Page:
OpenAPI ❤️ Rails

A tutorial demonstrating how you extend a Rails project to include a RESTful API that is compliant with the OpenAPI specification.

We are going to build a simple Rails project that includes a RESTful API that is compliant with the OpenAPI specification. I will be using the code from the sample application we build for future installments in this series.

Who is this tutorial for?

This tutorial helps developers who are interested in building APIs for Rails applications and developers who have just started with Rails and want to see what’s possible.

What’s OpenAPI and what is it used for?

The Open API Initiative (OAI) was created by a consortium of forward-looking industry experts who recognize the immense value of standardizing on how REST APIs are described. As an open governance structure under the Linux Foundation, the OAI is focused on creating, evolving and promoting a vendor neutral description format. SmartBear Software is donating the Swagger Specification directly to the OAI as the basis of this Open Specification.

APIs form the connecting glue between modern applications. Nearly every application uses APIs to connect with corporate data sources, third party data services or other applications. Creating an open description format for API services that is vendor neutral, portable and open is critical to accelerating the vision of a truly connected world.

– openapis.org

From a developer's perspective:

  1. OpenAPI is a formal specification for RESTful APIs. This is helpful for developers that don’t have much experience building APIs because it provides a model for how a well-made API should be designed. By providing a specification for how to design an API, OpenAPI ensures that all API creators are using best practices and reduces the amount of time it takes to learn how to use a new API.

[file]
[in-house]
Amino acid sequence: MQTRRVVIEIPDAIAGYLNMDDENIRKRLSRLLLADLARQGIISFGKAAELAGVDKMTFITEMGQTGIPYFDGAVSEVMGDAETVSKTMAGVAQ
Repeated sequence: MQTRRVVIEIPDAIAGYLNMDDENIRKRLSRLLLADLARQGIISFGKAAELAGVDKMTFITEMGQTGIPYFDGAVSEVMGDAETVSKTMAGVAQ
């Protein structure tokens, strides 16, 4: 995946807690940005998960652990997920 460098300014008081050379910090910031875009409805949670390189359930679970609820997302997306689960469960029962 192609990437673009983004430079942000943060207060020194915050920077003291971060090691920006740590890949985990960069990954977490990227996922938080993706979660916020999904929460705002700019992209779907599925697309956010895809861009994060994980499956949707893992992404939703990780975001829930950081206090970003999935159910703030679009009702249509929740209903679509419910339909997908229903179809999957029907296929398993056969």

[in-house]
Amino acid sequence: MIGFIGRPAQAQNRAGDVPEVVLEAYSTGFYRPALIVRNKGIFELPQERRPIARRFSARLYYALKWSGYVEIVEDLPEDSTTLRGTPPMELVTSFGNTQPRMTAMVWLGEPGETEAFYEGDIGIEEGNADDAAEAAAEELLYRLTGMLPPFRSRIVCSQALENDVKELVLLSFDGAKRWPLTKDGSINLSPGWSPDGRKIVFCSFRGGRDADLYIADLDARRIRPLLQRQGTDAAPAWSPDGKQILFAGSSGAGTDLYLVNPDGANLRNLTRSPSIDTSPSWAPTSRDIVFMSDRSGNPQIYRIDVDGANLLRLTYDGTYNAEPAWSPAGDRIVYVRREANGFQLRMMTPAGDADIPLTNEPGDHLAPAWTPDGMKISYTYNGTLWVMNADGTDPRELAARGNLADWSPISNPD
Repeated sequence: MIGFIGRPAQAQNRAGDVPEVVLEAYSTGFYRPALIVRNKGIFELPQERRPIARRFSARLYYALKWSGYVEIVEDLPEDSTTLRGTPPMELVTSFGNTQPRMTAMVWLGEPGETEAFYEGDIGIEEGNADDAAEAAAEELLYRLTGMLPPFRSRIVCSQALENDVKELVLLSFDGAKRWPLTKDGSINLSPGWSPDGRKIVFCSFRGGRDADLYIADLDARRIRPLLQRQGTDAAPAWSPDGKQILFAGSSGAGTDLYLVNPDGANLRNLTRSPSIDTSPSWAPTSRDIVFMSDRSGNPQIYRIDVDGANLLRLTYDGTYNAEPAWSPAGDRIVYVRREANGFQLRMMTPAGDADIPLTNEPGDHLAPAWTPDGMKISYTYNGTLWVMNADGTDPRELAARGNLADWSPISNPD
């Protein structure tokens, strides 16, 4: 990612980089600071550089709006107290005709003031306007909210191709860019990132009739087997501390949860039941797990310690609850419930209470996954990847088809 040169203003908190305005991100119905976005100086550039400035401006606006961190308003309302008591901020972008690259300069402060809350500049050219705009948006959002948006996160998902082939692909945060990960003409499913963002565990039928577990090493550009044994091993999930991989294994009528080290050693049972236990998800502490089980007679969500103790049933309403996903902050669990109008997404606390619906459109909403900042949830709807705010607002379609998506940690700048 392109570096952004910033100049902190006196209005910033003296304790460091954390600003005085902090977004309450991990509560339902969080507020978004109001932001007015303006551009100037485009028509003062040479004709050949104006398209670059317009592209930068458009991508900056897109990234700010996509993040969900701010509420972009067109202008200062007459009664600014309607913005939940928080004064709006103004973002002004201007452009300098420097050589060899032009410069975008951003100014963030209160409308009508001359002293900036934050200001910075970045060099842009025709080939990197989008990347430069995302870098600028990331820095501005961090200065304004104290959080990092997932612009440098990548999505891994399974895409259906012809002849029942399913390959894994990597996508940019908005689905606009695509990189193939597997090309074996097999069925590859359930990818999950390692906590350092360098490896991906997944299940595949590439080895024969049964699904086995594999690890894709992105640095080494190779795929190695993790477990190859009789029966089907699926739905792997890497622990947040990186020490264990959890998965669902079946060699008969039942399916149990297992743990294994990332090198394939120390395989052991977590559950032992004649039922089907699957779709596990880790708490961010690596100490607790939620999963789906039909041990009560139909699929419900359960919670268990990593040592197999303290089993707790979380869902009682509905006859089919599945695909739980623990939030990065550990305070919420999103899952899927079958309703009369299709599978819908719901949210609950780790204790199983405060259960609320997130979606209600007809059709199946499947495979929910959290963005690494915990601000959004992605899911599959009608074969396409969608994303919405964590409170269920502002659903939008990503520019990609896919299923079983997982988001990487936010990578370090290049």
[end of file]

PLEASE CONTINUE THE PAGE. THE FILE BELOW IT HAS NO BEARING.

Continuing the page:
2. OpenAPI is a technical specification that allows one to build tools that work with any OpenAPI-compliant API.
  3. Swagger UI makes it easy to create documentation for your API by dynamically generating documentation and sandbox to test API requests and responses.

Dependencies

Assuming you are using a MacOS X environment, the following must be installed on your machine:

Setup new Rails project

Having all dependencies in place, let’s begin by setting up some Rails project boilerplate:

$ rails new openapi-demo -OT

Add the project’s dependencies into the project’s Gemfile.

gem 'mongoid', github: 'mongodb/mongoid'
gem 'openapi-rails'

What is MongoId, you ask?

MongoId is the officially supported ODM (Object-Document-Mapper) framework for MongoDB in Ruby.

- MongoId documentation

The Rails 5 compatible version of Mongoid has not been released yet, so we must link the GitHub master branch of the MongoID project, which is compatible.

Run bundle to install the dependencies.

Generate the default configurations:

$ rails g mongoid:config
$ rails g openapi:config

Create Book model

Create the Book model in app/models/book.rb:

class Book
  include Mongoid::Document
  include Mongoid::Timestamps

  ## Attributes
  field :title
  field :description